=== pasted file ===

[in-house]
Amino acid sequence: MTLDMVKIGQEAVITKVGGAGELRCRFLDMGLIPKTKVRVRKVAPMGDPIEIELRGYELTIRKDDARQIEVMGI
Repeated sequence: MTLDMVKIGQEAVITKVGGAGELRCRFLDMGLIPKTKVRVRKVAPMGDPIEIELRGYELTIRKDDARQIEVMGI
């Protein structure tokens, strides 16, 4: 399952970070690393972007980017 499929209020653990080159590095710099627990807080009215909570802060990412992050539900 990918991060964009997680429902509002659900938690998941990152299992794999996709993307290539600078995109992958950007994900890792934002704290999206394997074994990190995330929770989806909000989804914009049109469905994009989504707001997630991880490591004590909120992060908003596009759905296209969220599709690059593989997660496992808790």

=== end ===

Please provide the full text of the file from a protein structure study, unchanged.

[in-house]
Amino acid sequence: MTLDMVKIGQEAVITKVGGAGELRCRFLDMGLIPKTKVRVRKVAPMGDPIEIELRGYELTIRKDDARQIEVMGI
Repeated sequence: MTLDMVKIGQEAVITKVGGAGELRCRFLDMGLIPKTKVRVRKVAPMGDPIEIELRGYELTIRKDDARQIEVMGI
């Protein structure tokens, strides 16, 4: 399952970070690393972007980017 499929209020653990080159590095710099627990807080009215909570802060990412992050539900 990918991060964009997680429902509002659900938690998941990152299992794999996709993307290539600078995109992958950007994900890792934002704290999206394997074994990190995330929770989806909000989804914009049109469905994009989504707001997630991880490591004590909120992060908003596009759905296209969220599709690059593989997660496992808790």